A number of bitcoin billionaires and a genetics professor want to bring back the woolly mammoths in order to reverse climate change. Stop me if this sounds like the plot of a blockbuster science fiction movie.
Per Fortune, Harvard genetics professor George Church has the idea that bringing back the woolly mammoths would “help reverse climate change by restoring the plant root systems where the mammoths graze and thereby pull more carbon from the atmosphere.”
A startup called Colossal has pledged to help with the project. Church will work with entrepreneur Ben Lamm as well as with billionaires Cameron and Tyler Winklevoss of Winklevoss Capital, Tim Draper of Draper Associates, Peter Diamandis of Bold Capital, and Jim Breyer of Breyer Capital. Oh, yeah, author Tony Robbins is also a big investor in the project.
Cameron Winklevoss, known for his role with Facebook’s early days and for becoming a new cryptocurrency investor, supports the project because it’s addressing a massive problem.
“I see Colossal as an opportunity to futureproof the environment and species,” he told Fortune. “They’re trying to solve an important problem — not just how to bring back extinct animals, but how to preserve the genetic record of threatened species, of which there is a large number. That could be a game changer.”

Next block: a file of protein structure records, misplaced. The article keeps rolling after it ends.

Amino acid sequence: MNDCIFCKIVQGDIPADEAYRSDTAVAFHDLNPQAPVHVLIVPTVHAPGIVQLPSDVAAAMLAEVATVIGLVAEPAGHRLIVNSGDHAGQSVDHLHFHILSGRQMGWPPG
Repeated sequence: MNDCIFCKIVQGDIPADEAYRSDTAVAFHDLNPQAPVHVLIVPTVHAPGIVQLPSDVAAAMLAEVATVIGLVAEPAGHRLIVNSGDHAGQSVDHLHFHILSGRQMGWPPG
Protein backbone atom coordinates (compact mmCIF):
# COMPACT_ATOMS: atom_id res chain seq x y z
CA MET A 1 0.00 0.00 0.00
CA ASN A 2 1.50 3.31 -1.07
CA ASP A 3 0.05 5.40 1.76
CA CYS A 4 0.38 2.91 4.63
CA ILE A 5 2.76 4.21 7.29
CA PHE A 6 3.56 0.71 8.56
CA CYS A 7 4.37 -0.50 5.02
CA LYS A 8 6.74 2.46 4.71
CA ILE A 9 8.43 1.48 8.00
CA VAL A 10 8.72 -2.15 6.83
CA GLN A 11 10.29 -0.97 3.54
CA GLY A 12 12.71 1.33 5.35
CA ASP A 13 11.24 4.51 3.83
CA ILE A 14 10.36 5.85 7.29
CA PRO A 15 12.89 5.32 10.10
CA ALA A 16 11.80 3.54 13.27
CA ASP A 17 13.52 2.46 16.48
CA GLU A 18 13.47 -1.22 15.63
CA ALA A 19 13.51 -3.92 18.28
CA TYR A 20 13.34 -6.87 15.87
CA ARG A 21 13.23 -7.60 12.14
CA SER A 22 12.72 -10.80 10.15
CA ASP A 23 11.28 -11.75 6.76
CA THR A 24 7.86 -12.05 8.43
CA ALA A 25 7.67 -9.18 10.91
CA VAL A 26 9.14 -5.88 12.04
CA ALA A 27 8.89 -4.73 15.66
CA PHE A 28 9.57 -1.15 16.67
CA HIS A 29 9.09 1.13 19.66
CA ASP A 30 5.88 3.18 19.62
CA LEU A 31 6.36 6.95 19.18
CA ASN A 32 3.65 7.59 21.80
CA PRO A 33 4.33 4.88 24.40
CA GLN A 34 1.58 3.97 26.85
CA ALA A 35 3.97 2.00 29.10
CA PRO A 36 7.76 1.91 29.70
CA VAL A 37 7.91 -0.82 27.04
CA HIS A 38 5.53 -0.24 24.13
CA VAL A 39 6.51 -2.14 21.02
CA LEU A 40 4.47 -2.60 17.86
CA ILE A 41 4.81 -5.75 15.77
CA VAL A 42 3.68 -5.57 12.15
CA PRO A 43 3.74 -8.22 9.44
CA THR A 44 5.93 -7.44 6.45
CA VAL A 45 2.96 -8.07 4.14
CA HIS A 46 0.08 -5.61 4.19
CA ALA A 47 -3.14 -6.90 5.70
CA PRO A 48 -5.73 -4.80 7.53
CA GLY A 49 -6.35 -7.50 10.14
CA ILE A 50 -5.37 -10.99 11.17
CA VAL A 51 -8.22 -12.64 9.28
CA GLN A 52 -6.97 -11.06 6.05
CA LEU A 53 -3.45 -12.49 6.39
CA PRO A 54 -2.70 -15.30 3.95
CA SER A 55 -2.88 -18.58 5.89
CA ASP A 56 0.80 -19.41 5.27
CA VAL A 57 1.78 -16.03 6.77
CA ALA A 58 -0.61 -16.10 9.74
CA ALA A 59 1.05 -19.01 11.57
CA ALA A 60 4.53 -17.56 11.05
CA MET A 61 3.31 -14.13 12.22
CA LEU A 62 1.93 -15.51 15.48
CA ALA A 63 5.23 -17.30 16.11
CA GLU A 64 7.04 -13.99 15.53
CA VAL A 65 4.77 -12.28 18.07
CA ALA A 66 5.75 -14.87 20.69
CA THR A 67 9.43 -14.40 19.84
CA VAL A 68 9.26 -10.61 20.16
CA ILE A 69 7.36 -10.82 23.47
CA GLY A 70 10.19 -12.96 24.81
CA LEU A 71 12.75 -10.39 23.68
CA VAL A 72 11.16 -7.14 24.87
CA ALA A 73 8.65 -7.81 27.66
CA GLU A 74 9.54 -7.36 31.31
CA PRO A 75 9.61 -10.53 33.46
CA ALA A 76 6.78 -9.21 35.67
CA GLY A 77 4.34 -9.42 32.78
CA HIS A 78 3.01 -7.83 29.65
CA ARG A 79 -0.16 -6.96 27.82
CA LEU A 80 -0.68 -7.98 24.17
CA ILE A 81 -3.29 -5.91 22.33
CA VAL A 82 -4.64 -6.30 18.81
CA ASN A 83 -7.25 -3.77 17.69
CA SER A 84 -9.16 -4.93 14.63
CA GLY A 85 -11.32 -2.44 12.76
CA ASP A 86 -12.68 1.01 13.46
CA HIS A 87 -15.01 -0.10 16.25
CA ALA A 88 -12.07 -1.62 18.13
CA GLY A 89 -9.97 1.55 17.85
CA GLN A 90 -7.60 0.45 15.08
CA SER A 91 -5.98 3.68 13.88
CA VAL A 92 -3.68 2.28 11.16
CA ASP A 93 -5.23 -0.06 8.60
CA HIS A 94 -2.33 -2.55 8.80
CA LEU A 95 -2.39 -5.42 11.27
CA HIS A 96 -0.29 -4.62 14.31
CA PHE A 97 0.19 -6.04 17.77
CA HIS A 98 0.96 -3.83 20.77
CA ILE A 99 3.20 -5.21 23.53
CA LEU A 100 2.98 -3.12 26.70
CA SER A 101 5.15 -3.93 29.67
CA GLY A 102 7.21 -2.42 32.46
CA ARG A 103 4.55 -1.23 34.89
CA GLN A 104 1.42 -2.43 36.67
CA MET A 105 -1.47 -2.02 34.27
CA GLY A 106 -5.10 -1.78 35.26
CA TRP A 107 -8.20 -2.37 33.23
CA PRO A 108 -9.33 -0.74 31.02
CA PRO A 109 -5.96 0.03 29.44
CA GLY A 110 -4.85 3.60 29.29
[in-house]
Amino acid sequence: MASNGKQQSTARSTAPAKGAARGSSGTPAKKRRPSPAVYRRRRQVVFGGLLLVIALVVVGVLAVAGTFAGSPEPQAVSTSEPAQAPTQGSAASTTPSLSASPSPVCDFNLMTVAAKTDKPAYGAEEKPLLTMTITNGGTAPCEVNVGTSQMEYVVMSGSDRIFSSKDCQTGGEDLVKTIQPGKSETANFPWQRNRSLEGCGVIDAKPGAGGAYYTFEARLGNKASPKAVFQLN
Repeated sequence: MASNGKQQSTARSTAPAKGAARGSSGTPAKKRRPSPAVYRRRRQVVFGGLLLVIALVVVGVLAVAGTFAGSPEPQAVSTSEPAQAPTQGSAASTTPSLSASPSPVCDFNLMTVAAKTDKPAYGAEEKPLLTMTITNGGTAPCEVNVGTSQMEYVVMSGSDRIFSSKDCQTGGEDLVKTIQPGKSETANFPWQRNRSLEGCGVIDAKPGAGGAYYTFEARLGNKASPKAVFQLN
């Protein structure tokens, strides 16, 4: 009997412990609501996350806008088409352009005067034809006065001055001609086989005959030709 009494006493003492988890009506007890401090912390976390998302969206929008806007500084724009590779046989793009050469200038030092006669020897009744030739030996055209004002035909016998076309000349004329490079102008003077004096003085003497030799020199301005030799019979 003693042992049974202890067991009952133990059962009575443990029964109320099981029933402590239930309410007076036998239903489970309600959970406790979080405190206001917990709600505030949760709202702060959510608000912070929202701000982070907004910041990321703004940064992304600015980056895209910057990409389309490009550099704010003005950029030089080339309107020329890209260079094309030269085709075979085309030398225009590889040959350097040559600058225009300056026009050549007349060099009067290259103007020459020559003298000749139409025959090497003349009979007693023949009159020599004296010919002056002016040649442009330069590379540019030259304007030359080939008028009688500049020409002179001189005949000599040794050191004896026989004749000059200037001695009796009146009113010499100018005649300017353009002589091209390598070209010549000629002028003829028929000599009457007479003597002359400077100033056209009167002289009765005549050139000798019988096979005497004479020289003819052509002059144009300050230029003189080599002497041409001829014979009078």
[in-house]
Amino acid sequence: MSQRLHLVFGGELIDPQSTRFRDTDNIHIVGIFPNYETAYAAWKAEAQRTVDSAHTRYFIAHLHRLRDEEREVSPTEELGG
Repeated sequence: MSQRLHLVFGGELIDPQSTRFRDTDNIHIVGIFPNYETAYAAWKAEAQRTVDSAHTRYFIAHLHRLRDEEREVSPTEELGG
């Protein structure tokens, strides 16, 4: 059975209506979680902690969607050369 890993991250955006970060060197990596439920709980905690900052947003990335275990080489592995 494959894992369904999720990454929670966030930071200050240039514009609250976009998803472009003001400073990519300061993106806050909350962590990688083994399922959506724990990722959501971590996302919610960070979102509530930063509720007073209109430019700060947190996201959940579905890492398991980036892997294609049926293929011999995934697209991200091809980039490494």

The project would create an “ecosystem that can maintain its own defenses against climate change,” the website said.
So, is it possible? According to NPR, the scientists want to use a tool called CRISPR-Cas9 to take DNA from a frozen mammoth and inject it into an Asian elephant, according to NPR. The new animal — called a “mammophant” would then behave like a wooly mammoth.
That said, experts remain unsure if this will actually bring about change for the climate. And scientists told NPR the project might be better off saving nearly extinct species instead of bringing back dead ones.
“I can see some reasons to do the first steps where you are tinkering with cell lines and editing the genomes,” Love Dalén, a professor in evolutionary genetics at the Stockholm-based Centre for Palaeogenetics, told NPR. “I think there is a lot of technological development that can be done (and) we can learn a lot about how to edit genomes, and that could be really useful for endangered species today.”